In a study of residents living adjacent to the Ningaloo Marine Park in Western Australia, researchers found that scientific research conducted in the park had helped to build trust with regard to management of the MPA. The study also found that trust could be further enhanced through a targeted science communication and engagement strategy that targets different ‘personality types’ throughout the region.
The Ningaloo Research Program had been conducting research from 2006-16 on the Ningaloo Marine Park, home to Australia's largest fringing coral reef. Nearby the park are two towns, Exmouth and Coral Bay, which rely heavily on tourism to the reef. The park was nominated to be a World Heritage site, and during this process it was determined that there was a lack of trust between managers and local community members “resulting from perceived political and social concerns, and claims of misinformation and unfairness.” The authors, therefore, conducted a case study on the Ningaloo Research Program to examine the extent at which the Ningaloo Research Program has helped to build trust since then.
137 members across the two communities were surveyed on a variety of topics, including their perceptions about the management of the marine park and the importance of science for making management decisions; and whether the scientific research undertaken in the region had increased trust collective action, social cohesion or communication among community members and MPA managers.
The study showed that the vast majority of community members felt they understood the rules of the marine park and supported these rules. They also believed they had fair access. The participants also trusted managers to make good decisions because of the scientific studies happening in the park. Furthermore, participants believed that perceived increases in trust have led to better social and environmental outcomes.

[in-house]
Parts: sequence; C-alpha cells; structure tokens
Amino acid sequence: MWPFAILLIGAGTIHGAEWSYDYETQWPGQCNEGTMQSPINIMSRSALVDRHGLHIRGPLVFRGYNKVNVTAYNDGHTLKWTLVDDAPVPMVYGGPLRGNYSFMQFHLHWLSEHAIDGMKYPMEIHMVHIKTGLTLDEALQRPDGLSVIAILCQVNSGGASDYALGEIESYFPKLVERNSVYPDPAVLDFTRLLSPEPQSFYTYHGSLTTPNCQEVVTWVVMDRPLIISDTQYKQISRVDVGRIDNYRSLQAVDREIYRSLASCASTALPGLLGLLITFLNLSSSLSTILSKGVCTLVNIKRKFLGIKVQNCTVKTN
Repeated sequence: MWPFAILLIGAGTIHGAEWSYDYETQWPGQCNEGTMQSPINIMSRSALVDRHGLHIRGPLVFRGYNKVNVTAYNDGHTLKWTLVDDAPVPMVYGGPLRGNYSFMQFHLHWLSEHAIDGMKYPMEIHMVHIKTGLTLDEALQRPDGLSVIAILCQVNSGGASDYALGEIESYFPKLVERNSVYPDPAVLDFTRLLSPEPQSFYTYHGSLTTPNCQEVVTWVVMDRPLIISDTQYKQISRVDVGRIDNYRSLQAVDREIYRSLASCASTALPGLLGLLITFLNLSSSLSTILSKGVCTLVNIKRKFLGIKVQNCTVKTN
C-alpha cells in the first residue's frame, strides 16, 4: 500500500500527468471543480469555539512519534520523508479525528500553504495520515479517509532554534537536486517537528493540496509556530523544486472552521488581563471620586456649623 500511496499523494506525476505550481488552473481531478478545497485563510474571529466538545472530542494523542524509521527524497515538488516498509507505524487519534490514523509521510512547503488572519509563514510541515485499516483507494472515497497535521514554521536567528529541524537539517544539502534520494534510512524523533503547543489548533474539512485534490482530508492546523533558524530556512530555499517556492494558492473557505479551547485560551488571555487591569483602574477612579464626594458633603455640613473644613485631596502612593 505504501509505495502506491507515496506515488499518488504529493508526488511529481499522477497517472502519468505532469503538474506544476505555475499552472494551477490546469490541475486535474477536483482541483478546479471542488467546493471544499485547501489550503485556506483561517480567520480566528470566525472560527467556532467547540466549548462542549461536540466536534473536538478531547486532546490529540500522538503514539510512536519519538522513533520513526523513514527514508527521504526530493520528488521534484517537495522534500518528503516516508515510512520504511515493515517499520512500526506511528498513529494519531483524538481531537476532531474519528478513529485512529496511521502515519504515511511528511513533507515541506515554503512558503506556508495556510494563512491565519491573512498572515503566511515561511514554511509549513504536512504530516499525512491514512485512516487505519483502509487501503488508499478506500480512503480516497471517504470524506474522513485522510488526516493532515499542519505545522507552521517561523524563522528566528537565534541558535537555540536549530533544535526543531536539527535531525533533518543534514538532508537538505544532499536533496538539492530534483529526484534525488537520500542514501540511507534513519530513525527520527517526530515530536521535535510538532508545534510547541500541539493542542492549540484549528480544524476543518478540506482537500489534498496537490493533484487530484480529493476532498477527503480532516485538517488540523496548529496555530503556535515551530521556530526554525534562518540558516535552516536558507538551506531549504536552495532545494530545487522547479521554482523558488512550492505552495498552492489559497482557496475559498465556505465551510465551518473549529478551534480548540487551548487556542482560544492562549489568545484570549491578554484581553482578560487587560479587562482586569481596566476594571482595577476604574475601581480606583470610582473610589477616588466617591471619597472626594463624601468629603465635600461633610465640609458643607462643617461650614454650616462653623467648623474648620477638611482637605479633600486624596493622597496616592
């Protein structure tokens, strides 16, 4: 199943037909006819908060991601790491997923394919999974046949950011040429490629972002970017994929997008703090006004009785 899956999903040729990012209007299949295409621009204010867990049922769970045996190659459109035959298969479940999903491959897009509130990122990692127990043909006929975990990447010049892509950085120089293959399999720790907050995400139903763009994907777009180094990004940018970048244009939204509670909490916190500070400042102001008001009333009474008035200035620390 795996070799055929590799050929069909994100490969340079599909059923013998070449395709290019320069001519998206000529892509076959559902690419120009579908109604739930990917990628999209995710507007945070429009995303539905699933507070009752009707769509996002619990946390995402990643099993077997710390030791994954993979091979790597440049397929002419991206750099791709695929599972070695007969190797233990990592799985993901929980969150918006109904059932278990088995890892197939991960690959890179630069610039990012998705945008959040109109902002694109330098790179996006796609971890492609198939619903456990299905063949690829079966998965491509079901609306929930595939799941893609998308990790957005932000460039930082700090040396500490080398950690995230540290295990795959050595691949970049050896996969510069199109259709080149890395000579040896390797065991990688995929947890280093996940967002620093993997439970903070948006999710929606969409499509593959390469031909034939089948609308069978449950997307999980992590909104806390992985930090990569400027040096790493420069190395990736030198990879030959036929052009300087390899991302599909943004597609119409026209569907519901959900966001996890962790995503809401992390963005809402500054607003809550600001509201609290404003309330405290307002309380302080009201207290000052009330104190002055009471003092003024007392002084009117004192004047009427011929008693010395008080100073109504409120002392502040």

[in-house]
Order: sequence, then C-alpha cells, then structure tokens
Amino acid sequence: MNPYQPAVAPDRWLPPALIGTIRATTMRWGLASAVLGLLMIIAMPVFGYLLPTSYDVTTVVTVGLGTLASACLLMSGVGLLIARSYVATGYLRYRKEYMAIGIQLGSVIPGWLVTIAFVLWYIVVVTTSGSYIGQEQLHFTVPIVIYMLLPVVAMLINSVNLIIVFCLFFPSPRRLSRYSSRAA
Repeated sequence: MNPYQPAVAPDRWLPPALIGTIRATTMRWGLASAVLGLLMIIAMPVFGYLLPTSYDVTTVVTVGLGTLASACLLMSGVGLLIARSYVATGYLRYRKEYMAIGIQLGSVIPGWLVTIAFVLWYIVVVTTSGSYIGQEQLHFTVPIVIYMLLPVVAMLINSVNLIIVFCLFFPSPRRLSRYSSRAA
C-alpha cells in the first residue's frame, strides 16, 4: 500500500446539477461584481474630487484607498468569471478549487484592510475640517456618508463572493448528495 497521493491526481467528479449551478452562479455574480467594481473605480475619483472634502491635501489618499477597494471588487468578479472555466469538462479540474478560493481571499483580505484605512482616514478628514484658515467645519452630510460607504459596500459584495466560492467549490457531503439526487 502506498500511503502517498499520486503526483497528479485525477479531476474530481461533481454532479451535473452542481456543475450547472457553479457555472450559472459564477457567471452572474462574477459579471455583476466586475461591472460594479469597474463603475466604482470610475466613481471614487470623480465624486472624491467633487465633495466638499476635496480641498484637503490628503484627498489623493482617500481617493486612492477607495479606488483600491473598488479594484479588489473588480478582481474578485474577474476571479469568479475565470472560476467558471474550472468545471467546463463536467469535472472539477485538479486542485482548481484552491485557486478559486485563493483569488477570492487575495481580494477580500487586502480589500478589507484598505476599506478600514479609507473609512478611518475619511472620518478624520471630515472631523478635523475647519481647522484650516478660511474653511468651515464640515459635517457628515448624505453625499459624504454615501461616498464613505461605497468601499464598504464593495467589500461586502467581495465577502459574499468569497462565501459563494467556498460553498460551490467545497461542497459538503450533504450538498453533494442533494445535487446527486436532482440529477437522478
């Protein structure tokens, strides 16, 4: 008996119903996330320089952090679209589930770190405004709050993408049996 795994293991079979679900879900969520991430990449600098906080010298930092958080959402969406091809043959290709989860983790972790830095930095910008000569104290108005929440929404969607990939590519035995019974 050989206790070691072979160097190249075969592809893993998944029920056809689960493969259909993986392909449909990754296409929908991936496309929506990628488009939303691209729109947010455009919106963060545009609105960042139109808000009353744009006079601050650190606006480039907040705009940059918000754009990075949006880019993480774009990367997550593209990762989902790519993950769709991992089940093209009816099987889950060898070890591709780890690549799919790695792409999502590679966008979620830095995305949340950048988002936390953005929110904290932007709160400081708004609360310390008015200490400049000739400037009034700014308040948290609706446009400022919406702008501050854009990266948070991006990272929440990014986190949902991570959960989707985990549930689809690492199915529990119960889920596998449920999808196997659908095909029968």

However, a small group of participants did not feel actively engaged in the park’s management and would like to have more input. Information sharing between managers and community members did not seem to improve as a result of the Research Program with this specific group of community members.
The authors concluded that there are three typologies of residents in the region. The largest typology was of engaged optimists who value scientific input, trusted managers, and felt they were engaged in decision-making. The smallest group, disengaged pessimists, did not trust managers nor feel engaged in the management process. In between were the disengaged optimists, who value science and are trustful of management, but feel disengaged from managers. Demographics did not separate these groups, rather, it appears that the value placed in science is what made the two optimist typographies more trusting of managers.
Producing more science will not make a group which does not value science more trustful of managers. Other methods, like behavioral “nudges” that target subtle, subconscious behaviors might help increase participation in the consultation process and compliance with management decisions. Future communications efforts between managers and disengaged pessimists should focus on shared values to help build trust.
Source: Cvitanovic, C., et al. (2018) Building trust among marine protected area managers and community members through scientific research: Insights from the Ningaloo Marine Park, Australia. 10.1016/j.marpol.2018.04.010. Available in MarXiv at https://marxiv.org/uarve.